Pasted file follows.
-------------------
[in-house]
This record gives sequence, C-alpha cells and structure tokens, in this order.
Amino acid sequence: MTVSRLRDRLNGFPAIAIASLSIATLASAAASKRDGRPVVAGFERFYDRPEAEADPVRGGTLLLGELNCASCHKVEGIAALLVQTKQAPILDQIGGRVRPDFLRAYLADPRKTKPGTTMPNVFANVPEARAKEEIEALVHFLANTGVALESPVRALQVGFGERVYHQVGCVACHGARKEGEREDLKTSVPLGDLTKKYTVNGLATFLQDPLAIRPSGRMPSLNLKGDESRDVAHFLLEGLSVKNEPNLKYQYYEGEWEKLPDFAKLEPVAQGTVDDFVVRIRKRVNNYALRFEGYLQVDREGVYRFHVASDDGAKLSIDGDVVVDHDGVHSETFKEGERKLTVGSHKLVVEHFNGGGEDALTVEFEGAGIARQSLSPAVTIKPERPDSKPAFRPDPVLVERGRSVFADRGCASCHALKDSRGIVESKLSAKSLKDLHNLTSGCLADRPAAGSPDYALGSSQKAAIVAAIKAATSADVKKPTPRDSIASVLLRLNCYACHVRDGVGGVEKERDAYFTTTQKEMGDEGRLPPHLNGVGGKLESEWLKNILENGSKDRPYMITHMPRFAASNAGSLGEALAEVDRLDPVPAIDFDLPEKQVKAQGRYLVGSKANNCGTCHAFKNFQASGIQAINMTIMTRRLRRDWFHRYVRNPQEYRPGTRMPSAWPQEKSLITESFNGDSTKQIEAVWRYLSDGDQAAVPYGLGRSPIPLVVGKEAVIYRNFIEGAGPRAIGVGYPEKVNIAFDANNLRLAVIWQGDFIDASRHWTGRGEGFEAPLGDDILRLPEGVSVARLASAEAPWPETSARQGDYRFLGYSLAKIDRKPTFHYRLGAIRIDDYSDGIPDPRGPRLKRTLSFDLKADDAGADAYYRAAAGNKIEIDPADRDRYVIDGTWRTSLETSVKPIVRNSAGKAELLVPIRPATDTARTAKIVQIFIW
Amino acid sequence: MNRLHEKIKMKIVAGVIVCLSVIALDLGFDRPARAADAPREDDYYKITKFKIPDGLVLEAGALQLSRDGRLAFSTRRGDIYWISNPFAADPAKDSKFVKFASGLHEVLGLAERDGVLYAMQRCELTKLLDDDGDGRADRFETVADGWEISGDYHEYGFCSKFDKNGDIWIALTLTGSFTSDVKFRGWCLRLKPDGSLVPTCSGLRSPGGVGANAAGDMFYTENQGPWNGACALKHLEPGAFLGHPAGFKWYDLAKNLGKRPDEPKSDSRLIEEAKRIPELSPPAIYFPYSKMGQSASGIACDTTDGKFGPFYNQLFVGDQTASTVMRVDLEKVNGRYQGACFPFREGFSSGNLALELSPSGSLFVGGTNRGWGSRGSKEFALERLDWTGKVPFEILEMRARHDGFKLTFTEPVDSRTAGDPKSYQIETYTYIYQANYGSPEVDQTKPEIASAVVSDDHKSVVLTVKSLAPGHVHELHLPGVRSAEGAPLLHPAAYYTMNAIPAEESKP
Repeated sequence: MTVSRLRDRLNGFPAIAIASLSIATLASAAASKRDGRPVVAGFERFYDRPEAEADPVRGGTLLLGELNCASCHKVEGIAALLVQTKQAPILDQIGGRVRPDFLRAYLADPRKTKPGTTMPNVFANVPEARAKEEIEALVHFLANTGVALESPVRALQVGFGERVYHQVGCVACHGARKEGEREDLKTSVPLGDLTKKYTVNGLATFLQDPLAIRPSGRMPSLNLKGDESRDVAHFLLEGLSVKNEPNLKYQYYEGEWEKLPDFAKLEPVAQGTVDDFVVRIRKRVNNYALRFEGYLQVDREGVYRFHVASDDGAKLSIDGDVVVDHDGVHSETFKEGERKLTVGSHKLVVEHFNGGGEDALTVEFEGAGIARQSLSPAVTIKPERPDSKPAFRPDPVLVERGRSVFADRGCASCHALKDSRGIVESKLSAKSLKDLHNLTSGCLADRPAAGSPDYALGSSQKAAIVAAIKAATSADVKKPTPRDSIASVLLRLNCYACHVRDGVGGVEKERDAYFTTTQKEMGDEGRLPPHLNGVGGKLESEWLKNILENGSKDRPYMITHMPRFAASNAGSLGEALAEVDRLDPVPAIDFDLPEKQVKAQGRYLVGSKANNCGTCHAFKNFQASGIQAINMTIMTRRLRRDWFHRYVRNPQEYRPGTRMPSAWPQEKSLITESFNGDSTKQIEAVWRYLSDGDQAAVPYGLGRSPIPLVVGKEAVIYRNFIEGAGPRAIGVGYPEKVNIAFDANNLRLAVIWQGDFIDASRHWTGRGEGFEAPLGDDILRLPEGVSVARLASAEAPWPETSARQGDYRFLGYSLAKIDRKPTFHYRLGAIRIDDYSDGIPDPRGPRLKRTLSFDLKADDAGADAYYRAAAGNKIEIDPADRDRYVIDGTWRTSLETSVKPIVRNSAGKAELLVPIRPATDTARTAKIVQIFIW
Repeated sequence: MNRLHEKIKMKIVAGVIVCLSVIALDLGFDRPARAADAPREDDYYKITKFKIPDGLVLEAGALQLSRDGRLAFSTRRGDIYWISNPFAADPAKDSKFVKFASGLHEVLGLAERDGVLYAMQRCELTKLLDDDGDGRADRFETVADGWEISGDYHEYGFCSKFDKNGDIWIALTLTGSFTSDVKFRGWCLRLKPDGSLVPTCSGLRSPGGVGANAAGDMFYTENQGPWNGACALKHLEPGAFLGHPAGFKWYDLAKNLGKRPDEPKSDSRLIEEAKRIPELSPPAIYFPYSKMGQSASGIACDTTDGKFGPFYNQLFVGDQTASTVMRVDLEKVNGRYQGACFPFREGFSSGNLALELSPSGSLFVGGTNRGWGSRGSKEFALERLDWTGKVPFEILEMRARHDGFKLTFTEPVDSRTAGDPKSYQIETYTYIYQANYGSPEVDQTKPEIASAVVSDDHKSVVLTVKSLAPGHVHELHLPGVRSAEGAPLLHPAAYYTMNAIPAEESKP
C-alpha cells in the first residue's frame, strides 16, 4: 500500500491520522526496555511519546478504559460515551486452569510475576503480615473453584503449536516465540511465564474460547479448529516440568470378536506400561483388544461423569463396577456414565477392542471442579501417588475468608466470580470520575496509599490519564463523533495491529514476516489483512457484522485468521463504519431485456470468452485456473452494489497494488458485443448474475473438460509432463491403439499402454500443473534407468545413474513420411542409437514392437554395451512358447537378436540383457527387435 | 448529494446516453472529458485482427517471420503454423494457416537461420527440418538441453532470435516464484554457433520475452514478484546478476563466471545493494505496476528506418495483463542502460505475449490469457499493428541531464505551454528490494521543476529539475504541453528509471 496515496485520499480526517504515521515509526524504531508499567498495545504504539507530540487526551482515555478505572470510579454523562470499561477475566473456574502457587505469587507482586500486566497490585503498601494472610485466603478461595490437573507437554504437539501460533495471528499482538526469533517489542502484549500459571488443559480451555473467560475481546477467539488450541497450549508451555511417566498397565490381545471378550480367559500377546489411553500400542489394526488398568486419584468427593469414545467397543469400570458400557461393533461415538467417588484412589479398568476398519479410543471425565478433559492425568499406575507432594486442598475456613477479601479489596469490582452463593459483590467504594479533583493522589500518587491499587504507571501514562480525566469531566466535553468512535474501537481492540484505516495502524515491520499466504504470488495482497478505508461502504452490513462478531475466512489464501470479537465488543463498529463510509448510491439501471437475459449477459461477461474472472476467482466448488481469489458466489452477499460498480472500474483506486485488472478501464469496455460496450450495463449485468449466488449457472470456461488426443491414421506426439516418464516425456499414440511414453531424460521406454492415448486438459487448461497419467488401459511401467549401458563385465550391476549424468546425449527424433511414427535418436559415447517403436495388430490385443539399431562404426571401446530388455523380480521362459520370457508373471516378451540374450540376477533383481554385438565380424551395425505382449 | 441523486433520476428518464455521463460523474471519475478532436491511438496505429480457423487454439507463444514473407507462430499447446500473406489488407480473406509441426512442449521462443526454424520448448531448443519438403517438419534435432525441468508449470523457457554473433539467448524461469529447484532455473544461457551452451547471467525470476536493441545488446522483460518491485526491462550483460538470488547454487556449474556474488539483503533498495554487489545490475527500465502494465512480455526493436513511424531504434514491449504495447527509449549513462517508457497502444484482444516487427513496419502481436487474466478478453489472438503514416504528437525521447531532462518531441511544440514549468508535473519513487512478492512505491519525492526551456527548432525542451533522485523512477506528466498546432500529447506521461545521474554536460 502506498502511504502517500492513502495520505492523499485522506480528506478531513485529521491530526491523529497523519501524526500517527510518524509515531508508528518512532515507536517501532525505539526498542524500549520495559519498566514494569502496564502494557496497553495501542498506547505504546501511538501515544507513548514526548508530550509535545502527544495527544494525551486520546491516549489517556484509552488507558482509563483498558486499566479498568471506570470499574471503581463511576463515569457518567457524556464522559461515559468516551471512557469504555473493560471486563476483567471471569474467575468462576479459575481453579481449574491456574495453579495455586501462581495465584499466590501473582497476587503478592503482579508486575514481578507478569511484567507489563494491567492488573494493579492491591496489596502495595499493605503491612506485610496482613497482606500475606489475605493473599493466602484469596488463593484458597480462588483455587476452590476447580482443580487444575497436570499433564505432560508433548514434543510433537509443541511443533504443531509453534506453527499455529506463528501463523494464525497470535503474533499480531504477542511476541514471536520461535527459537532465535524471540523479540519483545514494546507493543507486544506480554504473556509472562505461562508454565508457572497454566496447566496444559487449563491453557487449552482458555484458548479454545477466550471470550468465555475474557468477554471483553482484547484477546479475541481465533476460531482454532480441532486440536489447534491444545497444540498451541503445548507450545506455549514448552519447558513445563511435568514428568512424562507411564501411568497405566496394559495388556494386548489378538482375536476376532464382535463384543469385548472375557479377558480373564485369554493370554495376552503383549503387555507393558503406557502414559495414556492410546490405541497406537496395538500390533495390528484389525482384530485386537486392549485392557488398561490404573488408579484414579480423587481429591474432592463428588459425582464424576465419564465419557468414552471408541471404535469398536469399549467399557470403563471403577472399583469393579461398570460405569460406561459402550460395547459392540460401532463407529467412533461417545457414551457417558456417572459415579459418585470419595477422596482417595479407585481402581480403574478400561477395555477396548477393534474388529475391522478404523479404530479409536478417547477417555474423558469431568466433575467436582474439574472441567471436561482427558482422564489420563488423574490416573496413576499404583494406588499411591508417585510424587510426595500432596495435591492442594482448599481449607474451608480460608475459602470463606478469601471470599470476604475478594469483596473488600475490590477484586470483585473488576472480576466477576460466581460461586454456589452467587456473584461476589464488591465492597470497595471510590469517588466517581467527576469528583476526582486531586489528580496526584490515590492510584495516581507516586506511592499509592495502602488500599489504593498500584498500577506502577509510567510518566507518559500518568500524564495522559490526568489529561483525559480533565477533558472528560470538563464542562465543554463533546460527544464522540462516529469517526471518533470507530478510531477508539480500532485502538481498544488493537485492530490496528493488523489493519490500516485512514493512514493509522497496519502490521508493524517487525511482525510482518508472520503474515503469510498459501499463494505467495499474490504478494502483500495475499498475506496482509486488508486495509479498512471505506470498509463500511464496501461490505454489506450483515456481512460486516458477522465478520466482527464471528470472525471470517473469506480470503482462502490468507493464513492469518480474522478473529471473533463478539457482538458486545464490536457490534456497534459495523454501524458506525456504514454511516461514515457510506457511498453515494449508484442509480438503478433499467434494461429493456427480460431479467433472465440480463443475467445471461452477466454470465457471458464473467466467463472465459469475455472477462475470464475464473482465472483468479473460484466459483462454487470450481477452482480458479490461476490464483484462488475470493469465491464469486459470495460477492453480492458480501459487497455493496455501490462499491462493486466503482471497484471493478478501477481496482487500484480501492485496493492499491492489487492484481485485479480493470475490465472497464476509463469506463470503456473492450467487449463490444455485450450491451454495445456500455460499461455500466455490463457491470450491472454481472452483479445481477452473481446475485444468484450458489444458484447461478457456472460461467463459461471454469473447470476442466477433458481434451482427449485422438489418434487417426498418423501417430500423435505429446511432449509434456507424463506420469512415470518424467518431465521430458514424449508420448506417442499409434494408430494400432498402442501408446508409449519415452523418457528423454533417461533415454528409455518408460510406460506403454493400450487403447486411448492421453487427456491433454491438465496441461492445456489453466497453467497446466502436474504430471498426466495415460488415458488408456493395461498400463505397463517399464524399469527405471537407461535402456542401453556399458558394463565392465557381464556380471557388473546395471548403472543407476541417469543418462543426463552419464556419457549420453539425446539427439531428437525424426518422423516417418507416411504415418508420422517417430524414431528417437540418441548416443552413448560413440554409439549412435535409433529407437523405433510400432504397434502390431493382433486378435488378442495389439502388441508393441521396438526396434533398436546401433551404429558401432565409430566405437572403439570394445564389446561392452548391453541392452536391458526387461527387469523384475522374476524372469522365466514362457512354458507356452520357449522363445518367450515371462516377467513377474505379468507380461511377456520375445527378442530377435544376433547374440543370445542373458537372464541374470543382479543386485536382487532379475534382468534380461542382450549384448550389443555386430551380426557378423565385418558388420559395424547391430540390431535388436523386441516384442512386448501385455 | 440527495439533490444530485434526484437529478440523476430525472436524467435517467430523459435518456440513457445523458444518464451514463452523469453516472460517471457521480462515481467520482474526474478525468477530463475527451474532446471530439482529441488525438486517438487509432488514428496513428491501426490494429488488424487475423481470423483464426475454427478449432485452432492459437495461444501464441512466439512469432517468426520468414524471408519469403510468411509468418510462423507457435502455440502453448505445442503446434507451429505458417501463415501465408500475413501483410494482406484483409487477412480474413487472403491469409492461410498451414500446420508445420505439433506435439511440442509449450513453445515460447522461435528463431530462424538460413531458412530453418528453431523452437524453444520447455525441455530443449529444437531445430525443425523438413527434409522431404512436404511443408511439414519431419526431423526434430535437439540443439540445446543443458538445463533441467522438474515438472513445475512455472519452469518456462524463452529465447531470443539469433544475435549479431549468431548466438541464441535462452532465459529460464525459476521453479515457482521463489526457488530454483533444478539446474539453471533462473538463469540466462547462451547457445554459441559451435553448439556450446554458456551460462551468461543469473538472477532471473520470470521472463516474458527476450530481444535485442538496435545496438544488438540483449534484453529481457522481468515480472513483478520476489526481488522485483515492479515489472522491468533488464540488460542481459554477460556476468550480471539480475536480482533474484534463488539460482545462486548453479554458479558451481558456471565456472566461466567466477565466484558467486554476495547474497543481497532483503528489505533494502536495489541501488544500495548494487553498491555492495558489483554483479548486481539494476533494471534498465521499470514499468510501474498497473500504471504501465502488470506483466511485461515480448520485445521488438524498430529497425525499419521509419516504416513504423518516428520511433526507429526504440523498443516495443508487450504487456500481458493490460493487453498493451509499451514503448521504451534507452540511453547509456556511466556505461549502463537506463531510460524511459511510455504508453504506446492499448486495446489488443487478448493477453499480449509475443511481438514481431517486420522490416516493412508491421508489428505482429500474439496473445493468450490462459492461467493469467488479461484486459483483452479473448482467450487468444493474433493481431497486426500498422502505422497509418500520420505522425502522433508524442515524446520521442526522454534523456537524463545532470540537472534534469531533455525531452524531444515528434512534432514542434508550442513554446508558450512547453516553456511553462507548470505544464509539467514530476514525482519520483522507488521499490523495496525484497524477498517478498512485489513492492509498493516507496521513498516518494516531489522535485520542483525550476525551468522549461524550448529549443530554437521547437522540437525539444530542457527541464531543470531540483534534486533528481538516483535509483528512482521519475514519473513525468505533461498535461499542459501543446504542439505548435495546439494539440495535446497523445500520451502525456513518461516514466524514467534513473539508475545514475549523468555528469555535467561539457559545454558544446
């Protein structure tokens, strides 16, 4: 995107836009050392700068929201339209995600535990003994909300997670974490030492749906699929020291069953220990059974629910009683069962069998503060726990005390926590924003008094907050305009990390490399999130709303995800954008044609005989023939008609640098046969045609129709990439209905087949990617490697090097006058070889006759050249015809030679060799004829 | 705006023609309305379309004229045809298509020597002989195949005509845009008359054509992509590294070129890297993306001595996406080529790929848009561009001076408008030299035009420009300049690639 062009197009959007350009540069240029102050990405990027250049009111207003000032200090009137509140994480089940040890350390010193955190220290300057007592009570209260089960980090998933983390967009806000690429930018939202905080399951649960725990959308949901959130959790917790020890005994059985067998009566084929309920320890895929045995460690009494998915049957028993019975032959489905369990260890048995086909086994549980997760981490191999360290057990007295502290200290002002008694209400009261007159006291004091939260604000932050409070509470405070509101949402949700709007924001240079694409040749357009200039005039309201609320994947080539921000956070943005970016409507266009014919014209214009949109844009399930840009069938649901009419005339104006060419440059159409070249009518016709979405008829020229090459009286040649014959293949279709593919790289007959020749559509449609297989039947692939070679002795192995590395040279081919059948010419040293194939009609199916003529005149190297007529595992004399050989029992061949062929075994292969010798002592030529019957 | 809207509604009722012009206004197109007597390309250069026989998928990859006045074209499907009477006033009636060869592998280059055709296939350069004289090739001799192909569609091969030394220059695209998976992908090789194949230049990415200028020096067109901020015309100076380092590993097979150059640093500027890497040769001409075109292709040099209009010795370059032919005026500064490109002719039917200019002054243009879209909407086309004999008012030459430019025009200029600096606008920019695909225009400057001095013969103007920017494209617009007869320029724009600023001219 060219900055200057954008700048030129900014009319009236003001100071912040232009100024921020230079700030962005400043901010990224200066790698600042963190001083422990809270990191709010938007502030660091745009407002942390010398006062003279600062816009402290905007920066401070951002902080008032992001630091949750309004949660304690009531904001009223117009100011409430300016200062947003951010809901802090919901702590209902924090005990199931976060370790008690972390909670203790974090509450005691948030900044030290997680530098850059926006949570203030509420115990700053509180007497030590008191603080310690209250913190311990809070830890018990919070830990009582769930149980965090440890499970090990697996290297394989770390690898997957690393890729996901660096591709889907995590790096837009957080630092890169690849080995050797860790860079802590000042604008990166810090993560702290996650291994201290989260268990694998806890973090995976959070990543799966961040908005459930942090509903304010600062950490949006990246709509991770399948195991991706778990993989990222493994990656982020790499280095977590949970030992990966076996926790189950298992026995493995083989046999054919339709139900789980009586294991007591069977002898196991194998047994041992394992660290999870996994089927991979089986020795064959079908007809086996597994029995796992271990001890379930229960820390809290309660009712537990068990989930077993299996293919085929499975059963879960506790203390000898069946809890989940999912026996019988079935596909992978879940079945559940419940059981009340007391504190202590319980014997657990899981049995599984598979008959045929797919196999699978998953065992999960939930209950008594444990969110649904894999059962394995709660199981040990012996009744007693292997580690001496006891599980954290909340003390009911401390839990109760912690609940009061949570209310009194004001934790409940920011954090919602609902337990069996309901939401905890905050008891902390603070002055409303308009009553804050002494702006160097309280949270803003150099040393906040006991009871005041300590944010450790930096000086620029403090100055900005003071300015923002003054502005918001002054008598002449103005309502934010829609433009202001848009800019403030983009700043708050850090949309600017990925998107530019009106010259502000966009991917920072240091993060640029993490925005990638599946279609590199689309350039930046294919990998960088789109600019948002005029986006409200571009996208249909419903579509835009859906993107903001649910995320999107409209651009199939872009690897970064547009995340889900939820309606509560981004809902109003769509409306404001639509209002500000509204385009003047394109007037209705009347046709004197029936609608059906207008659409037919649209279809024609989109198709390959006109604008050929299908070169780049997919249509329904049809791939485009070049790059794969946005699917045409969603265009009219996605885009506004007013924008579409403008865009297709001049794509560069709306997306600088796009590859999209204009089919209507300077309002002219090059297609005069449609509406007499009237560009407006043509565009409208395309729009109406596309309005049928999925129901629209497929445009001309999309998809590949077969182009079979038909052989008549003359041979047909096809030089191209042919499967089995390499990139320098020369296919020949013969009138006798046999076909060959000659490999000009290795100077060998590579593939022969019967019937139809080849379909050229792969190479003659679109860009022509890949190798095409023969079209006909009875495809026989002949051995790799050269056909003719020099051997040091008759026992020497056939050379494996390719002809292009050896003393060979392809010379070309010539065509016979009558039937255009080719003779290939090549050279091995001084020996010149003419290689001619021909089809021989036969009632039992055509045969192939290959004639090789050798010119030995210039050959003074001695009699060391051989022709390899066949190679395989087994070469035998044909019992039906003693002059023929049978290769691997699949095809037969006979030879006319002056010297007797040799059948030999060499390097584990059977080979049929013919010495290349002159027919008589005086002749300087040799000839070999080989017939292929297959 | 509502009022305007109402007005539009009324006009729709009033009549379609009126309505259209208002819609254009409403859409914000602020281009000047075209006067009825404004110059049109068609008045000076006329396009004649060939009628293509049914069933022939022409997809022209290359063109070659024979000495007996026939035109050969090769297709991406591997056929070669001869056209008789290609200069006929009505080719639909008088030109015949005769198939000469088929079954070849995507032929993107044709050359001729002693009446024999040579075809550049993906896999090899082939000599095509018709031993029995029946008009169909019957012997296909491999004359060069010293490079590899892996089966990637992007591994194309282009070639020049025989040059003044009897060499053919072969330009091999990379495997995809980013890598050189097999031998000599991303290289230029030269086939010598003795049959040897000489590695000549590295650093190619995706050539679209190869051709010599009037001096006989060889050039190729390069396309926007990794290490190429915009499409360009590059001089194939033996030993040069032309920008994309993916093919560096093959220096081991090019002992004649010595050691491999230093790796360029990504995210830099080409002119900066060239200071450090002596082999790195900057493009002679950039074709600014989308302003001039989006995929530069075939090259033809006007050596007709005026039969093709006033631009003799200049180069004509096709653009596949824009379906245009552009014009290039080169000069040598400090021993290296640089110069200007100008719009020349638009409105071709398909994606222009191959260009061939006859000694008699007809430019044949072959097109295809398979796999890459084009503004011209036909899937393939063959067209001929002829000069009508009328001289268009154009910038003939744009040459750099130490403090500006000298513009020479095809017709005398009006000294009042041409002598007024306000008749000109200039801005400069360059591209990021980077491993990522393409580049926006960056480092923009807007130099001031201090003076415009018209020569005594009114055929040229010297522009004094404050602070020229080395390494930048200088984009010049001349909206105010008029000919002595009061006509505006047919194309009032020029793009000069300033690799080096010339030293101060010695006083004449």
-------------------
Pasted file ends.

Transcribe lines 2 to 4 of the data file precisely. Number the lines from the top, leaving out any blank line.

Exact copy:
This record gives sequence, C-alpha cells and structure tokens, in this order.
Amino acid sequence: MTVSRLRDRLNGFPAIAIASLSIATLASAAASKRDGRPVVAGFERFYDRPEAEADPVRGGTLLLGELNCASCHKVEGIAALLVQTKQAPILDQIGGRVRPDFLRAYLADPRKTKPGTTMPNVFANVPEARAKEEIEALVHFLANTGVALESPVRALQVGFGERVYHQVGCVACHGARKEGEREDLKTSVPLGDLTKKYTVNGLATFLQDPLAIRPSGRMPSLNLKGDESRDVAHFLLEGLSVKNEPNLKYQYYEGEWEKLPDFAKLEPVAQGTVDDFVVRIRKRVNNYALRFEGYLQVDREGVYRFHVASDDGAKLSIDGDVVVDHDGVHSETFKEGERKLTVGSHKLVVEHFNGGGEDALTVEFEGAGIARQSLSPAVTIKPERPDSKPAFRPDPVLVERGRSVFADRGCASCHALKDSRGIVESKLSAKSLKDLHNLTSGCLADRPAAGSPDYALGSSQKAAIVAAIKAATSADVKKPTPRDSIASVLLRLNCYACHVRDGVGGVEKERDAYFTTTQKEMGDEGRLPPHLNGVGGKLESEWLKNILENGSKDRPYMITHMPRFAASNAGSLGEALAEVDRLDPVPAIDFDLPEKQVKAQGRYLVGSKANNCGTCHAFKNFQASGIQAINMTIMTRRLRRDWFHRYVRNPQEYRPGTRMPSAWPQEKSLITESFNGDSTKQIEAVWRYLSDGDQAAVPYGLGRSPIPLVVGKEAVIYRNFIEGAGPRAIGVGYPEKVNIAFDANNLRLAVIWQGDFIDASRHWTGRGEGFEAPLGDDILRLPEGVSVARLASAEAPWPETSARQGDYRFLGYSLAKIDRKPTFHYRLGAIRIDDYSDGIPDPRGPRLKRTLSFDLKADDAGADAYYRAAAGNKIEIDPADRDRYVIDGTWRTSLETSVKPIVRNSAGKAELLVPIRPATDTARTAKIVQIFIW
Amino acid sequence: MNRLHEKIKMKIVAGVIVCLSVIALDLGFDRPARAADAPREDDYYKITKFKIPDGLVLEAGALQLSRDGRLAFSTRRGDIYWISNPFAADPAKDSKFVKFASGLHEVLGLAERDGVLYAMQRCELTKLLDDDGDGRADRFETVADGWEISGDYHEYGFCSKFDKNGDIWIALTLTGSFTSDVKFRGWCLRLKPDGSLVPTCSGLRSPGGVGANAAGDMFYTENQGPWNGACALKHLEPGAFLGHPAGFKWYDLAKNLGKRPDEPKSDSRLIEEAKRIPELSPPAIYFPYSKMGQSASGIACDTTDGKFGPFYNQLFVGDQTASTVMRVDLEKVNGRYQGACFPFREGFSSGNLALELSPSGSLFVGGTNRGWGSRGSKEFALERLDWTGKVPFEILEMRARHDGFKLTFTEPVDSRTAGDPKSYQIETYTYIYQANYGSPEVDQTKPEIASAVVSDDHKSVVLTVKSLAPGHVHELHLPGVRSAEGAPLLHPAAYYTMNAIPAEESKP